The second individual to receive an experimental pig heart transplant dies about 6 weeks later
Only the second person in history to receive a heart transplant from a pig has died, his physicians in Maryland reported Tuesday.
Lawrence Faucette, 58, was dying from heart failure and was ineligible for a regular heart transplant when he received the genetically engineered pig heart on Sept. 20.
According to the University of Maryland School of Medicine, the heart was healthy for the first month but began displaying signs of rejection in recent days. Faucette died on Monday.
Ann Faucette, Faucette’s wife, said in a hospital statement that her husband had died. “knew his time with us was short and this was his last chance to do for others. He never imagined he would survive as long as he did.”
Last year, the Maryland team completed the world’s first heart transplant from a genetically engineered pig into another dying man. David Bennett lived for two months before his heart died of unknown causes, though indications of a pig virus were later discovered inside the organ. Lessons learned from the first experiment led to modifications, such as improved virus testing, before the second attempt.
“Mr. Faucette’s last wish was for us to make the most of what we have learned from our experience,”
Dr. Bartley Griffith, the transplant surgeon, said in a statement.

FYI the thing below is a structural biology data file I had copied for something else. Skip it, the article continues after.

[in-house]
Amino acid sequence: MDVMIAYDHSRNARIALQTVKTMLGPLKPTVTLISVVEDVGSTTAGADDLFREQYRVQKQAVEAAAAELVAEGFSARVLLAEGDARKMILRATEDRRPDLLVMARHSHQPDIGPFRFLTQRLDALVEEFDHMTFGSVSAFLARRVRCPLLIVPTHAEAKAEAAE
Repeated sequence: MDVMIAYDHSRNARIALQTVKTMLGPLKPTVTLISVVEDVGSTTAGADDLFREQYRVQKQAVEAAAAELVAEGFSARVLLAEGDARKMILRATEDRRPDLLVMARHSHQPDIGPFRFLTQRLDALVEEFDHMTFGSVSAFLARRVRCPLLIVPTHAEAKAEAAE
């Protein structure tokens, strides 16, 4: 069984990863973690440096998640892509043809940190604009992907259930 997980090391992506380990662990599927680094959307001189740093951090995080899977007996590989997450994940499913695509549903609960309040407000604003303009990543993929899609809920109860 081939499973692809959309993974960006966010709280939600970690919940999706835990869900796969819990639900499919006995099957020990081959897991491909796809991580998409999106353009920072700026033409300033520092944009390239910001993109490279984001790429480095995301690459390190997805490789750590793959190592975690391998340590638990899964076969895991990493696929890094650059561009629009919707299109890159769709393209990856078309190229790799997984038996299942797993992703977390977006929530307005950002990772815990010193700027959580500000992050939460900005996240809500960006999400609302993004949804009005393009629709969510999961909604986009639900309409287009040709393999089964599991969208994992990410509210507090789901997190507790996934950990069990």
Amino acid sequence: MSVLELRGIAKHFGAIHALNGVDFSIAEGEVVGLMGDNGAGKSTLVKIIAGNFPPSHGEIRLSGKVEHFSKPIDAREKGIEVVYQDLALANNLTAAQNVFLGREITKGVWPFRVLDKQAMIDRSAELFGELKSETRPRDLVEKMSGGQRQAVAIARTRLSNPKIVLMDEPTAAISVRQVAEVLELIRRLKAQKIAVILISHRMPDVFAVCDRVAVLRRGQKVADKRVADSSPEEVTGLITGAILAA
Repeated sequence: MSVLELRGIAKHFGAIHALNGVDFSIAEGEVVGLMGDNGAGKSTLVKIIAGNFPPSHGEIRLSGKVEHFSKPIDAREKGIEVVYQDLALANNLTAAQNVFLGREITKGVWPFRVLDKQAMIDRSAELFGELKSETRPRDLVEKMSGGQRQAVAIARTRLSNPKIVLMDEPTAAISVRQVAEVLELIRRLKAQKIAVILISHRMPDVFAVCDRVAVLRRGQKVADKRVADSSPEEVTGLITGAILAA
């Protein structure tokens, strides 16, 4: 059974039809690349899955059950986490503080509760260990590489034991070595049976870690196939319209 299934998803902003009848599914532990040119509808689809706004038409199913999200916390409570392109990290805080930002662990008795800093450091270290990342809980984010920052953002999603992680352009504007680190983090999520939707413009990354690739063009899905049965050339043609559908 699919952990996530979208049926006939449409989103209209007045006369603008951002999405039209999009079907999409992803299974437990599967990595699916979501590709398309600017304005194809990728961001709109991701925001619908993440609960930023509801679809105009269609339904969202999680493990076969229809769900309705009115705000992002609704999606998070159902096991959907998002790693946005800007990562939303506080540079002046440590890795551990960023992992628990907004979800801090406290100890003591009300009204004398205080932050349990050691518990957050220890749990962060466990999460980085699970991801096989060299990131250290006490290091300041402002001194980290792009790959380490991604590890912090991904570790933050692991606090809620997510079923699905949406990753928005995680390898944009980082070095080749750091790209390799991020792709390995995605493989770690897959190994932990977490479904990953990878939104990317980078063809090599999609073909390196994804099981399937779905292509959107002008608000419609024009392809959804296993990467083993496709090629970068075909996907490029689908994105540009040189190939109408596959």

For decades, attempts at animal-to-human organ transplants, known as xenotransplants, have failed because people’s immune systems attacked the foreign tissue. Scientists are attempting again with genetically edited pigs to make their organs more human-like.
Faucette, a Navy veteran, and father of two from Frederick, Md., had been turned down for a standard heart transplant due to other health issues when he arrived at the Maryland hospital, feeling he had no other options and expressing a desire to spend more time with his family.
In mid-October, the hospital said that Faucette was able to stand and posted a video of him working hard in physical therapy to regain the strength needed to walk.
Dr. Muhammad Mohiuddin, director of cardiac xenotransplantation, stated that the team would investigate what happened with the heart while continuing to examine pig organs.
Many scientists believe that xenotransplants will one day be able to compensate for the severe lack of human organ donors. More than 100,000 people are on the national waiting list for a transplant, the majority of whom need kidneys, and thousands will die while they wait.
A few research teams have tested pig kidneys and hearts in monkeys and donated human bodies, hoping to learn enough to allow formal xenotransplant experiments to be approved by the Food and Drug Administration.